A major sports memorabilia authenticator took a tough stance on its dealings with hobby auction companies. Only one agreed to abide by the firm’s new contract.
Don’t look for Memorabilia Evaluation and Research Services letters of authenticity on items that enter many of the hobby’s major auctions next year.
MEARS’ effort to force auction houses to comply with a set of uncompromising guidelines didn’t go over well. Among the provisions was an agreement by auction companies to submit to short notice MEARS "audits" of bidding records and consignor lists. MEARS also required full disclosure of items owned by the auction house or employees’ families, mandatory inclusion of its grades in item descriptions whether favorable or not, full disclosure of modifications or changes to items and more specifics relating to game-used bats. MEARS’ deadline for 2008 compliance passed over the weekend with only Robert Edward Auctions agreeing to the terms.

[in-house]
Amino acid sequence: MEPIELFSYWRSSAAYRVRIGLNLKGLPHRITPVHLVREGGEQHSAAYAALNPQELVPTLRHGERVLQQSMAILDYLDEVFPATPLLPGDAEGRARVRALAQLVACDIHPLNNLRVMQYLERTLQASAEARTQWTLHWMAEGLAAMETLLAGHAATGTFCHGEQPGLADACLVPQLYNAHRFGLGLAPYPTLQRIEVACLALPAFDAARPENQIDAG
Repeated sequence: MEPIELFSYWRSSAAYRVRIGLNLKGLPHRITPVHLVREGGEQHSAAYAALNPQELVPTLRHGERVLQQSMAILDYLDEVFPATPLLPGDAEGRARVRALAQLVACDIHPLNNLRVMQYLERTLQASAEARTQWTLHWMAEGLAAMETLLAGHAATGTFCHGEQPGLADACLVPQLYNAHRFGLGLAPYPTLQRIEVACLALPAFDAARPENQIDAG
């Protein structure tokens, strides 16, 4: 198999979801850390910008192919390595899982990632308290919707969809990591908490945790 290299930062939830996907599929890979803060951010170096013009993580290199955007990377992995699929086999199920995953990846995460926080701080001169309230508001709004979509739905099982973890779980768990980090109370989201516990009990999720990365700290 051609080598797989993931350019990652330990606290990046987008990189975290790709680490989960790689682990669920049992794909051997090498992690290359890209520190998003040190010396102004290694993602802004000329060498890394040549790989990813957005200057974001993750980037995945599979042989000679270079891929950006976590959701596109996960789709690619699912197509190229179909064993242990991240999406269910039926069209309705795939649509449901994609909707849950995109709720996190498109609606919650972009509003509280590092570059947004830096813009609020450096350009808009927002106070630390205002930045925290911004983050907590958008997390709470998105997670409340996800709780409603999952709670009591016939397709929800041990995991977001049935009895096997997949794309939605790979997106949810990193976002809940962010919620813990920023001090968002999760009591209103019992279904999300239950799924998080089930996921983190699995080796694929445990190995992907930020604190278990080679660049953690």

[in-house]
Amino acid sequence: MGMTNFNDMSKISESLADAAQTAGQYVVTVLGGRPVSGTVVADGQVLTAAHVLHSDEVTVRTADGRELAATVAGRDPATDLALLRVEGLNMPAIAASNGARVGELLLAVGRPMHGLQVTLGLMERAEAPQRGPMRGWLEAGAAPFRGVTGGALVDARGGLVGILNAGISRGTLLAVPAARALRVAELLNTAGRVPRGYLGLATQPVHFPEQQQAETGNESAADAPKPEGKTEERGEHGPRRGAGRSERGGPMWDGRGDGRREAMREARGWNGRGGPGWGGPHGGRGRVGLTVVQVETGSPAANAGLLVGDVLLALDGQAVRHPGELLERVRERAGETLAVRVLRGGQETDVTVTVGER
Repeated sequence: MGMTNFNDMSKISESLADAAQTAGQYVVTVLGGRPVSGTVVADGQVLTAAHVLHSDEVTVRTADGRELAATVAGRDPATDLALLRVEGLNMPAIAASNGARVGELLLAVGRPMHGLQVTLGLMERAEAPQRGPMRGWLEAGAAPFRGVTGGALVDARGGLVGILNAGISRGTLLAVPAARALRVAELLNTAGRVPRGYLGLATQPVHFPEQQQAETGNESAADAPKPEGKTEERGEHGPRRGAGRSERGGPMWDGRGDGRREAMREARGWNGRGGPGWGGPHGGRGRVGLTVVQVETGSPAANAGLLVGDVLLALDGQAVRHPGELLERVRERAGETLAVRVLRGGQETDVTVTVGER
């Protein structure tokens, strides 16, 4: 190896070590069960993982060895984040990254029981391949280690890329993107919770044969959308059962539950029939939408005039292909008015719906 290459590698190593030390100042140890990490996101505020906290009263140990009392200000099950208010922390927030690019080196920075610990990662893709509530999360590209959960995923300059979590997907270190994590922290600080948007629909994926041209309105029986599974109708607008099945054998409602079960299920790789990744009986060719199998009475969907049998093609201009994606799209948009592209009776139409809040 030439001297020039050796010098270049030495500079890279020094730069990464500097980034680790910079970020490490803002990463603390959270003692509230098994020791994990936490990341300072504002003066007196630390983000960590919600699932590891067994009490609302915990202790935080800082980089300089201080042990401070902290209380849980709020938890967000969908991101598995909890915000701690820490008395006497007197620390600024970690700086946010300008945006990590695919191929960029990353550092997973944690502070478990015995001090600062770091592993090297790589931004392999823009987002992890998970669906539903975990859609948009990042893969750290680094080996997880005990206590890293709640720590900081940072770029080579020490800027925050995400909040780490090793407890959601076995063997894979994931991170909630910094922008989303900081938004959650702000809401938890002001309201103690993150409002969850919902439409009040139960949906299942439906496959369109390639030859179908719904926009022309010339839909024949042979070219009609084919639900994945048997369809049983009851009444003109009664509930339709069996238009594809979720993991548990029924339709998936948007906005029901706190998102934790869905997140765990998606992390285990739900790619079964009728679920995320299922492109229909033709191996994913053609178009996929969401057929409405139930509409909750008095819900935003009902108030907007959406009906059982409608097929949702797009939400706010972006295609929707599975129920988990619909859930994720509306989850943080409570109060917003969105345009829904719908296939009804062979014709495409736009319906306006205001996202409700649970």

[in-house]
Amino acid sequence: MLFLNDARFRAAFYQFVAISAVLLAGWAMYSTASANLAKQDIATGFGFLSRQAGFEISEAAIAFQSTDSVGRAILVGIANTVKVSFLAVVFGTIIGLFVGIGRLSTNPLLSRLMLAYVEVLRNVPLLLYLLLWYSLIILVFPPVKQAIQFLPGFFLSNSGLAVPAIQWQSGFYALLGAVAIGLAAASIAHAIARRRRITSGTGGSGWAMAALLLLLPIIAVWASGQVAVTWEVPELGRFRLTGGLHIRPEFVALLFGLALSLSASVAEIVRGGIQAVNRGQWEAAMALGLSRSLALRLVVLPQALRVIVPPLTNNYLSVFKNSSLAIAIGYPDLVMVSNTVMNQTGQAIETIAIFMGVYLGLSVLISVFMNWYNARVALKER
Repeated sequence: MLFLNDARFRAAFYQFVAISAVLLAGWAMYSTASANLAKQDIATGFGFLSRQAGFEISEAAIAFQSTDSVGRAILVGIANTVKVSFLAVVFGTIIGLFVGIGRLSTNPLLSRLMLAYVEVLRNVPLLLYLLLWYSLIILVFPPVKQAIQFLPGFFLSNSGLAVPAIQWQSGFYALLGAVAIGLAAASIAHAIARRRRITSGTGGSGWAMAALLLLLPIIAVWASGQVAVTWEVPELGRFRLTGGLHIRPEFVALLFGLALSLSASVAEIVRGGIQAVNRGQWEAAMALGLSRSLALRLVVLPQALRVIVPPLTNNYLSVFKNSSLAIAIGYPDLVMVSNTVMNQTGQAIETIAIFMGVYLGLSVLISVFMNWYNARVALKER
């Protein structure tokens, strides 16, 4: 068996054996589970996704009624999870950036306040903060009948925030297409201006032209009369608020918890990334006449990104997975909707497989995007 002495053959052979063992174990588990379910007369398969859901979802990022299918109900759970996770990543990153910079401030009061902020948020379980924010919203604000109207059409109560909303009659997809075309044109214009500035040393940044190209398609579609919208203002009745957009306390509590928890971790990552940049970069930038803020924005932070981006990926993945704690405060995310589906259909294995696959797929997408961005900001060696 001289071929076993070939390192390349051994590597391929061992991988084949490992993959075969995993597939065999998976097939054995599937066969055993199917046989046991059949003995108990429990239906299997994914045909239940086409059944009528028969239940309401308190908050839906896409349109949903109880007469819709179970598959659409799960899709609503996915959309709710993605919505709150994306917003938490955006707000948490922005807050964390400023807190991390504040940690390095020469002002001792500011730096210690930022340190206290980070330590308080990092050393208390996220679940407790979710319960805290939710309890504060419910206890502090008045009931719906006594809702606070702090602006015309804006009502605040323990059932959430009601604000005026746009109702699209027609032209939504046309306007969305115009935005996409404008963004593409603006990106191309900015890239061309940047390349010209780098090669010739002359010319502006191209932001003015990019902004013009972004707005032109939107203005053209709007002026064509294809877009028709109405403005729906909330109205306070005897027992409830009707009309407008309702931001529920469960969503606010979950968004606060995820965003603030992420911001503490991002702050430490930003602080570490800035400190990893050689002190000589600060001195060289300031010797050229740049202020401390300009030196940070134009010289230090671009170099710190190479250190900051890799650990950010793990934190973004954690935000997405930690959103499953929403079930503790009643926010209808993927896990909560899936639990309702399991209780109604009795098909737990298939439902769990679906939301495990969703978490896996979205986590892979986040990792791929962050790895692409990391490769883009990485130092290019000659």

Collectors and auction companies use the Milwaukee-based MEARS to help determine if an item is authentic and possibly date it to a specific team, player or era. Using a large library of photos, books and other tools of the authentication trade, the company evaluates submitted items for a fee. A "MEARS letter" offering thumbs-up documentation of an item can often generate substantially increased profits for the consignor and/or auction house.
Now, however, it appears auction houses are prepared to find other means of authenticating their game-used items.
MEARS’ Dave Grob reacted to the results of its plan on Sunday.